During a group ride, the dynamics and skills of riding and leading from the front are very different from following wheels. In this article, I’m going to review some good practices and bad practices for riding and leading from the front. This advice is targeted at group rides that are intended for pleasure or building base. Race rides play by different rules.

Getting to the Front

Don’t leave one person on the front to do all the work. Moving to the front, or pulling through as cyclists say, gives the rider at the front a chance to recover in the draft behind.

When you go to the front of the group, do so smoothly. When you start your move to the front, GRADUALLY increase your power as you come out of the draft of the rider in front of you. The goal is not to attack but rather to maintain the same speed as the group, while allowing the rider you are replacing to get some rest. If you accelerate too hard, you’ll create a gap between you and the rider behind. Even if the rider behind you accelerates with you, the rider behind them may not accelerate. In either case, this creates surges, and gaps throughout the entire group, as riders speed up to close gaps or touch their brakes to avoid overtaking the rider ahead.

When you come to the front, always glance back to make sure the group is together. If you did create a gap, ease up a little, it happens.

At the Front

EVERYTHING you do affects everyone behind you and the affects multiplies at the back of the group. A slight acceleration at the front may cause riders at the rear to sprint flat out to hold wheels. A small gap between the first and second riders in line becomes a bike length or two further down the line, and the continual accelerating and decelerating, creates a slinky effect in the line. The slinky effect increases when you surge and accelerate or decelerate too quickly. When you are on the front, be smooth and consistent; your goal is to keep the group together, and safe, so that everyone has a good time.

Ride at a power and pace you know is comfortable for you, and the group you are with. If you have a power meter, it is a great way to keep your power in check, and avoid surging. Calibrate your power meter before every ride, preferably after 10-15 minutes of riding.


A small hill or “roller,” may require increasing your power. To support the group dynamic however, avoid massive power surges. For instance, if you are riding at 200w on the flats then smash up a roller at 400w+, then sit up after the roller at 100w, this creates surging and gaps within the group. Riding steady, regardless of the gradient, is a good skill to practice during your base season when you should keep your watts low, to maintain endurance pace.

Power is relative to the rider. As a rule of thumb, if I’m riding steady at 200w on the front, when I hit a roller, I only increase my watts by about 20-40w, maybe a bit more if it is a steep roller. When I go over the top, I don’t ease off the pedals, or sit up because there are riders behind me that will have to hit their brakes when I ease up. Instead, keep the pressure on the pedals, and settle back to 200w.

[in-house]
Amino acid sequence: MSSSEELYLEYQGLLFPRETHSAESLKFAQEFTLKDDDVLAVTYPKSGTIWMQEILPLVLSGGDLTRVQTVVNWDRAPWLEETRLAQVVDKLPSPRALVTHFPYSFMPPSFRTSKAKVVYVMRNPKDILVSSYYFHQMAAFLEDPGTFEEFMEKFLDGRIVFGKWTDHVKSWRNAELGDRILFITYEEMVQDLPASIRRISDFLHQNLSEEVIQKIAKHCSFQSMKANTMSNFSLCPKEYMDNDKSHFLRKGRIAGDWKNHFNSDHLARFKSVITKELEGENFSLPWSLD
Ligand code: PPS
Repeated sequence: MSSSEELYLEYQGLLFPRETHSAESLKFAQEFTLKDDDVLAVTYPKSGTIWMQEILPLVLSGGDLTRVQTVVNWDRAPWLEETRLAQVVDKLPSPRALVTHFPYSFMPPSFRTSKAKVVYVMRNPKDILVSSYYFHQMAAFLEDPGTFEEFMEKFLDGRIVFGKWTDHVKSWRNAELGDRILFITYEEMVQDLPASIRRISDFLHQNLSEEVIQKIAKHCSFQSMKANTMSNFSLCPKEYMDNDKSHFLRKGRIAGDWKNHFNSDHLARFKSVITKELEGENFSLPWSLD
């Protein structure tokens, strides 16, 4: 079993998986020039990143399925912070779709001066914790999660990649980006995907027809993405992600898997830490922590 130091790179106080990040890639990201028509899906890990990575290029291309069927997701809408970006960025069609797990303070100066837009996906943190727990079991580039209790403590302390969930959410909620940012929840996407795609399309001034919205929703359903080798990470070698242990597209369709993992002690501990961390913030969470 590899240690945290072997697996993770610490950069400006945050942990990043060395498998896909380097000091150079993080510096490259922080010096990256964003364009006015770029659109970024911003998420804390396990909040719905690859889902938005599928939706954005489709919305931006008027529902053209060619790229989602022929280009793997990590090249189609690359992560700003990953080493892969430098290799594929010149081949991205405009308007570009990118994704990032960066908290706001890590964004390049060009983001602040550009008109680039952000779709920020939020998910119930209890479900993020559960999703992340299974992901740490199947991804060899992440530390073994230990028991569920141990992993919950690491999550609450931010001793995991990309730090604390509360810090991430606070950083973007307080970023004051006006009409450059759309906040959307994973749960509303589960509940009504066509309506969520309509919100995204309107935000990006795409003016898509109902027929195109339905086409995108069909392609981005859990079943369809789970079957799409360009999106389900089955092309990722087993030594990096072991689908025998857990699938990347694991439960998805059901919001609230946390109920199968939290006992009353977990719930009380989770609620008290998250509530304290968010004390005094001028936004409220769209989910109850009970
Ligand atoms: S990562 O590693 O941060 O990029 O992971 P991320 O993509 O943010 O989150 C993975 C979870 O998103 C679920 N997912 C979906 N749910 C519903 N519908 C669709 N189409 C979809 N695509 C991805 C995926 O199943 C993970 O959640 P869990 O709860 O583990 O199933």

Stop Signs and Stop Lights

After stopping at a stop sign or stop light, ease back up to speed, don’t sprint from the light, and make sure to look behind you to make sure the group is together before getting back up to speed. This keeps the group together, and avoids chaos and panic in the group, as riders try to chase back on. The quicker the entire group reforms into a cohesive and cooperative team the better, faster, and safer the group will travel.

Longer Climbs and Descents

Ride your pace, I think it is expected that we all ride our pace up climbs as fitness varies when it comes to pushing up a climb. If you’re at the front on these climbs, pick a pullout, driveway or other safe place that will accommodate the entire group. Don’t hit go the instant the last rider arrives either; they may need a moment to recover. If you’re at the back on a climb, be prepared to roll out almost immediately, because the riders who waited politely are likely getting cold, and antsy.


When you’re on the front, or in front of any rider, even in the middle of a group, call out and point out potholes, debris, cars, other cyclists, and anything that might be an obstacle for riders behind you. Ride smooth, think about and be aware of the riders around you, and how your actions might positively, or negatively affect them.

Race Rides

While smooth is usually best, race rides can sometimes play by a different set of rules. Going to the front might involve attacking HARD to create a gap intentionally to hurt the other riders (we don’t do this on a social club ride). Riding in the wheels sometimes requires sprinting hard to close gaps (we avoid making others do this in a social club ride). Racing has a different dynamic that is often looking to thin out the group, as opposed to trying to keep the group together. Remember, most of our club rides are meant to be social, fun, a way to challenge yourself, they aren’t race rides.

I hope you found this article helpful. Remember, smooth is fast, fast is smooth, and everything you do at the front, has a multiplying effect on the riders behind you.

Written by Aaron Terrazas
Edited by Scott McKinney